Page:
Otherworld Cottage Industries Logo
Changeling's Return Book Cover
CD Cover for Changeling's Return
Last of the San Patricios Front Cover
Docs That Rock Book Cover
This E2 Media (UK) award is the second this year for Travis Edward Pike's Otherworld Cottage Industries.LOS ANGELES, CALIFORNIA, USA, November 13, 2020 /EINPresswire.com/ -- At the end of last year, Otherworld Cottage Industries released "Changeling’s Return, a novel approach to the music" in paperback and digital download versions, and "Changeling’s Return, a novel musical concept" in a 53-minute CD, downloadable album and its 18 singles featuring all the music composed for Travis Edward Pike’s original, unsold screenplay.
In its January 2020, Midwest Book Review, Small Press Bookwatch, The Fantasy/Sci-Fi Shelf Critique reported: "A unique literary and musical experience, the paperback edition of "Changeling's Return" can be significantly augmented by an accompanying CD of the same title . . . unreservedly recommended for community and academic library collections...also available in a digital book format.”
In March, 2020, the eLit book version won a "2020 Bronze Medal Award for Fine and Performing Arts (Music / Dance / Cinema / Theater / Photography)," and Mike Stax, in his review in the Spring 2020 issue of "Ugly Things" magazine reported "'Changeling's Return' is [Pike's] newest gift to the world, a novel that draws on his experiences as a musician and also stirs in elements of fantasy and the supernatural. It's a compelling story with many surprising turns, and a powerful message about mankind's impact on the environment and the urgency of changing course."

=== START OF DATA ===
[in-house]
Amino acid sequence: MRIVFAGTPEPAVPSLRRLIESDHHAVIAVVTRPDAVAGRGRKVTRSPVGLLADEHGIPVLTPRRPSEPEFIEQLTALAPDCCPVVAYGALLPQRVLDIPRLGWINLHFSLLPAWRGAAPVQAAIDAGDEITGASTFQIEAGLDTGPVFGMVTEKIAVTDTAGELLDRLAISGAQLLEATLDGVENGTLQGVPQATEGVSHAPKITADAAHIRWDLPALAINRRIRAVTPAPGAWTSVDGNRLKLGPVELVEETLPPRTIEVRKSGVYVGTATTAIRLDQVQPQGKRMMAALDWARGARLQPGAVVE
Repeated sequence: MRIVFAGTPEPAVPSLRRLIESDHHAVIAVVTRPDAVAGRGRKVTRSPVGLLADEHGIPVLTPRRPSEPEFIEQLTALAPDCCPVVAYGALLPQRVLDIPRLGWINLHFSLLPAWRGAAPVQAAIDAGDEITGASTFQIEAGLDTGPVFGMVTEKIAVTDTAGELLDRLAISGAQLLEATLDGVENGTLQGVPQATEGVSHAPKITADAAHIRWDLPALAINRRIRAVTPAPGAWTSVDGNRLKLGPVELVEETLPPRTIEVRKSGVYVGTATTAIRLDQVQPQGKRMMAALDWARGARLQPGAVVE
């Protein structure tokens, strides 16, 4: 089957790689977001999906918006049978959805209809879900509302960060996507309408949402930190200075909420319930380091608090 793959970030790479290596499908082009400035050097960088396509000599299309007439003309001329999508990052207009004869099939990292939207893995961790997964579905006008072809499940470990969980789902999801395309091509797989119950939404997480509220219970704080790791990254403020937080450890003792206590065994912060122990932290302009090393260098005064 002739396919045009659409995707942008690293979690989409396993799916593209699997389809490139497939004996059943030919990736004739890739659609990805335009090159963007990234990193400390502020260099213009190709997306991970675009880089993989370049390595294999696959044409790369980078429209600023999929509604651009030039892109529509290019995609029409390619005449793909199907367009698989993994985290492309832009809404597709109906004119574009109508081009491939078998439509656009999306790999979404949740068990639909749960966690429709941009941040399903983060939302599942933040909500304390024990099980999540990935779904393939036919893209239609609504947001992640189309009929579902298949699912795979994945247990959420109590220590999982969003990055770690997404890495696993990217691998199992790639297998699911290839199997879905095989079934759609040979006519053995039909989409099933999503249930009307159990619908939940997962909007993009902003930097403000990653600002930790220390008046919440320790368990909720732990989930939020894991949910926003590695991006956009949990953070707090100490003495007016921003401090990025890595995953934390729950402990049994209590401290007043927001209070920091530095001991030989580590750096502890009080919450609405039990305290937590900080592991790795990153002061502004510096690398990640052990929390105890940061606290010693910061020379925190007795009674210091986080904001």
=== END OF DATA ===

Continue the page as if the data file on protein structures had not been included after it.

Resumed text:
A few weeks ago, we were pleased to confirm that the book and CD combination had won an E2 Media (UK), "Award of Excellence." Now, we’re proud to announce that E2 Media (UK), has also awarded Otherworld Cottage Industries its prestigious "2020 Production and Creative Content Company of the Year Award," based in part on "Changeling’s Return," but including reference to Otherworld Cottage’s publications of Terry Hagerty’s "Last of the San Patricios," and Harvey Kubernik’s "Docs That Rock, Music That Matters."
Travis Pike, Chairman Emeritus of the New Playwrights Foundation, was first introduced to Hagerty’s "Last of the San Patricios" at a regularly scheduled reading by foundation members and guests, where Terry presented it as a screenplay. Hagerty’s history-based Western adventure revealed a little-known period in U.S. history, telling the tale of two Irish Catholic immigrants who fled to America to escape the potato famine, but unable to find work here, joined the U.S Army and were sent west to the Mexican border in 1845, shortly before the outbreak of the Mexican-American War (1846-1848). There, Irish recruits were regularly singled out for punishment for minor, or imaginary infractions by sadistic American junior officers, and some were tortured to death. It’s little wonder that many deserted and being offered asylum, land and citizenship, fled to Catholic Mexico where they were warmly received.
Two of the Irish deserters, Sean Mulcahy and Michael Lonergan, ended up joining the elite San Patricios Artillery Battalion, made up primarily of Irish Catholic deserters and defectors from the US Army, who fought for Mexico in the Mexican-American War. After the war, captured deserters who changed sides before war was declared had their faces branded with a large D, but defectors, who went over to Mexico after war was declared, were summarily hanged.